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[eclipse-dev] Clarification on Java compiler 1.4 compliance

The Eclipse Java Compiler is by default a JDK 1.3.compliant compiler, but
it can be toggled
into a JDK 1.4 compliant one, using a new setting added onto the Java
Compiler preference page
(see Workbench>Preferences>Java>Compiler>JDK Compliance>Compiler Compliance

Eclipse Java Compiler is roughly the union of a JDK1.3 and a JDK1.4
compilers. Using the compliance
level setting, you can choose which one you want to use for building Java
programs. In 1.3 mode, it is
100% JCK1.3a compliant, and in 1.4 mode it is 100% JCK1.4 compliant. Now,
this being said, you have
to understand that these are not equivalent, and in particular may raise
some issues in the following areas:

      a) Source and VM compatibility
      b) Assertions
      c) Default abstract methods
      d) Access to enclosing fields or methods (in innerclass)

As a consequence:
- code which used to compile clear in 1.3 mode may be rejected by the 1.4
- when compiling in 1.4 mode, classfiles will not run on some 1.3 VMs.

NOTE: when compiling in 1.3 (default) mode against 1.4 class libraries
(rt.jar), some new errors
could be diagnosed. This is a bug, which we will soon release a fix for

If you need to know more, then please read below:

a) Source and VM compatibility
      In between 1.3 and 1.4, the language has changed to include a new
keyword 'assert'. Now,
      1.4 compilers can optionally either accept 1.3 or 1.4 sources. This
is the source level setting
      (see Workbench>Preferences>Java>Compiler>JDK Compliance>Source
      Assertions are only available in 1.4 compliant mode, with source
level 1.4 (see (b) for further
      information about assertions).

      Classfiles are tagged with a version number, which will be recognized
by Java VMs, so as to
      deal with compatibility issues. Java VMs are backward compatible with
earlier classfiles, but
      will reject newer ones (e.g. 1.1 VMs will refuse to run 1.4
classfiles). This is reflected by the
      target VM settings which allow to manually target a specific VM level
(see Workbench>
      Preferences>Java>Compiler>JDK Compliance>Generated .class files
      1.3 compilers usually target 1.1 level VMs, but manually you may want
to enforce your classfiles
      to be run onto a 1.3 VM only by changing this setting to 1.3.

      In 1.4 compliance mode, if the source level is also set to 1.4, then
the classfile level must be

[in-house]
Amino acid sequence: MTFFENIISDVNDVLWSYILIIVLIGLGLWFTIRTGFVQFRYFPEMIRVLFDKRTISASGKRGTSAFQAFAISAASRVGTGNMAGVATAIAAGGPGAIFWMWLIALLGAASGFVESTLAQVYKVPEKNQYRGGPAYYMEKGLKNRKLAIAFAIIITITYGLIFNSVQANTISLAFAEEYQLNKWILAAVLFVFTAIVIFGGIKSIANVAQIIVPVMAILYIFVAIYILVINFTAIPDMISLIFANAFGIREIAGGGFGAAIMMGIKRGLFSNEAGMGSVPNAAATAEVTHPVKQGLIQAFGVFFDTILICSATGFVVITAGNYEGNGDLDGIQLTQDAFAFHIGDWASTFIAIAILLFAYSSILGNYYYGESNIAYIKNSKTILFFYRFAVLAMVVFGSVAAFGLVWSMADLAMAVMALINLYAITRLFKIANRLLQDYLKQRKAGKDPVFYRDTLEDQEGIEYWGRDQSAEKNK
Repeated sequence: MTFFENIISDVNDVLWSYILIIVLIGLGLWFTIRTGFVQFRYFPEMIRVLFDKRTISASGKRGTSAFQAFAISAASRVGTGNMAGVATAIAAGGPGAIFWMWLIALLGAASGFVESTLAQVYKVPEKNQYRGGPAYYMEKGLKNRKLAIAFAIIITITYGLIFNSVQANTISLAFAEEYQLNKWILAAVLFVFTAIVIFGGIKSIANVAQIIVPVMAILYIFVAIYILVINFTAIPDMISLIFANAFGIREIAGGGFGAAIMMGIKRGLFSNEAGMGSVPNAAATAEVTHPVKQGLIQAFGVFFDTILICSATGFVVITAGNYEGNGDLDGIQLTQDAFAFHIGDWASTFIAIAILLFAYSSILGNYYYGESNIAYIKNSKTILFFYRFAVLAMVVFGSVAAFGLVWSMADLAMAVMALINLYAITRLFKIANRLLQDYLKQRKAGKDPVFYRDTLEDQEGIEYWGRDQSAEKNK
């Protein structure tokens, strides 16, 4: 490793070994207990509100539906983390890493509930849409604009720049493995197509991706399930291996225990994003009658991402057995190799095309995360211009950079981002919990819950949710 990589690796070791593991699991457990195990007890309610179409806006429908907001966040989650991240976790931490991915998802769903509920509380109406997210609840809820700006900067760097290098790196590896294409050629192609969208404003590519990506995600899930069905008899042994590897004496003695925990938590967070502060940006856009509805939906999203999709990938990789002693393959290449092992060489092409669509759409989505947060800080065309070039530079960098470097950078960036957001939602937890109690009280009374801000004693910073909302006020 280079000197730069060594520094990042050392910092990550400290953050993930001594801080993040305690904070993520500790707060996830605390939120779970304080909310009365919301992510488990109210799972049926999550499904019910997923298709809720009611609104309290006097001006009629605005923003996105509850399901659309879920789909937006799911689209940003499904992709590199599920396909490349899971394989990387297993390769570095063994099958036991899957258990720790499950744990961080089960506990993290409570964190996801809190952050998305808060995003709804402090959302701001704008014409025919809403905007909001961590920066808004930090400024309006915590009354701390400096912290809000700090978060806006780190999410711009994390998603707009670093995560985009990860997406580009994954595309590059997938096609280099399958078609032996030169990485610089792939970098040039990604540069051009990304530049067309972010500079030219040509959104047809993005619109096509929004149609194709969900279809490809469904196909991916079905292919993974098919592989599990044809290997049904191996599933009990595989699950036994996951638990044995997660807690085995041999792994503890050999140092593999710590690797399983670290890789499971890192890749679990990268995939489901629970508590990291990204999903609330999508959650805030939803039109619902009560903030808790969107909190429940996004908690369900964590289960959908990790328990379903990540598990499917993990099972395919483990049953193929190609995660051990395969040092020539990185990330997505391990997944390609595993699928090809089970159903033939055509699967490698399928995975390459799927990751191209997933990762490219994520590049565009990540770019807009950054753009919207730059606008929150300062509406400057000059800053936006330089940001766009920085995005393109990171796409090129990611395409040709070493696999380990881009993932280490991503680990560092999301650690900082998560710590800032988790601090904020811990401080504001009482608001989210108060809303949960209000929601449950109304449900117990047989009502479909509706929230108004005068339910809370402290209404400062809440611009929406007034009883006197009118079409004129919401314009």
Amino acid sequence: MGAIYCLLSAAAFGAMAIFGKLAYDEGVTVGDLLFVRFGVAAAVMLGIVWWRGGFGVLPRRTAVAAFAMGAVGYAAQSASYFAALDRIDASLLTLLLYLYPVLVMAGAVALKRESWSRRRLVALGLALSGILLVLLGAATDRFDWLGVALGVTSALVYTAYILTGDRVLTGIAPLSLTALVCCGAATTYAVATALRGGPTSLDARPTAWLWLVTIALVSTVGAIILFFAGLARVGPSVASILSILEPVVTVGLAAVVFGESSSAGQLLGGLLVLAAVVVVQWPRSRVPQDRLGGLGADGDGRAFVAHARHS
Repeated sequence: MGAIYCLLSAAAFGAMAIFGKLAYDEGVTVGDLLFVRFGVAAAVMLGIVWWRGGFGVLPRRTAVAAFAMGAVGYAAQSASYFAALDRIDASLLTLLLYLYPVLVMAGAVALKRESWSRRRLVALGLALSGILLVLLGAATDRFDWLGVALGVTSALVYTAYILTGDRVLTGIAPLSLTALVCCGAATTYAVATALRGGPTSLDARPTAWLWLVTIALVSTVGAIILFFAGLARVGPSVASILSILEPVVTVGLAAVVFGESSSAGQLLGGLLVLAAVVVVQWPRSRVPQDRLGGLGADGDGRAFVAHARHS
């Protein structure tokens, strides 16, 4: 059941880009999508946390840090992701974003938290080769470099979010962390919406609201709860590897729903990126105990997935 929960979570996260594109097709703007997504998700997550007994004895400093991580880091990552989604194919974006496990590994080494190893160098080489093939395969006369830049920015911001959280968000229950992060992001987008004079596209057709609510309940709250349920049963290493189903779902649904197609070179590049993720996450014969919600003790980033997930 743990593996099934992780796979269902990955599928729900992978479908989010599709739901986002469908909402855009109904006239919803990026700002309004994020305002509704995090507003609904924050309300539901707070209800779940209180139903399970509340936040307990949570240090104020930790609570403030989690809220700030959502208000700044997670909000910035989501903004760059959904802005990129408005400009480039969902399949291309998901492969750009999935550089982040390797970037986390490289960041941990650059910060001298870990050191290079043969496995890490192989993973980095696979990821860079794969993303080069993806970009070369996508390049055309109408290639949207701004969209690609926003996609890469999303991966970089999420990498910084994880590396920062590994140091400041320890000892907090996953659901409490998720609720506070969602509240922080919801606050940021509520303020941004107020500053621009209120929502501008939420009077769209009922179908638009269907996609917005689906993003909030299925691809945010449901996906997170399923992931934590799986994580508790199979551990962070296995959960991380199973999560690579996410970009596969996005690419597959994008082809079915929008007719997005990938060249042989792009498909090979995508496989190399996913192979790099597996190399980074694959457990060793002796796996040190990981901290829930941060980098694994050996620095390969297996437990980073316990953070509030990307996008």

set to 1.4 as well. This is a runtime requirement, since 1.4
assertions needs special runtime
      support. JDK 1.4 libraries are 1.4 classfile level, whereas previous
ones where 1.1 level
      (i.e. JDK1.3.1 class libraries are 1.1 classfile level).

b) Assertions
      In 1.4 compliance mode and source level is 1.4 too, then if your code
contains some #assert(...)
      methods, then they will be reported with syntax errors, since
'assert' is now a reserved keyword
      from 1.4 on. Note that in 1.3 compliant mode, there is an option you
can set so that the compiler
      will highlight usage of 'assert' as an identifier. (see
      JDK Compliance>Report 'assert' as identifier).

      Last but not least, if using 1.4 assertions, you need a 1.4 JRE in
order to run your code (need
      new type AssertionError) and to     specify the VM line argument '
-ea' to enable assertions at runtime.
      Running against a non 1.4

c) Default abstract methods
      Classfile compatible with 1.2 classfile level and above are no longer
containing any default
      abstract methods. These synthetic methods used to be added onto
abstract classes, and
      were abstract declarations of methods declared by implemented

      e.g. when compiling the following program using 1.1 classfile level,
a #foo() abstract method is
            produced onto type A.

            interface I {
                  void foo();

            abstract class A implements I {
                  /* public abstract void foo(); */

      Our Eclipse 1.3 compiler did take advantage of these default abstract
methods when looking
      up method definitions, since they can avoid walking interface
hierarchies when the receiver type
      is not an interface, relying on the default abstract method to be
used instead.
      This is being changed, see bug

d) Access to enclosing fields or methods (in innerclass)
      From 1.4 compliance mode on, inherited members always take precedence
over enclosing
      ones, changing the compiler diagnosis were 1.3 would report

            class X {
                  void bar(int i){}
                  void baz(int i){}

            class Y {
                  void bar(boolean b){}
                  void baz(int i){}

                  void foo(){
                       new X(){
                        void foo(){
                              bar(0);           // ok in 1.4, ambiguous in
                              baz(0);           // ok in 1.4, ambiguous in
                              bar(false); // not applicable in
1.4 and 1.3

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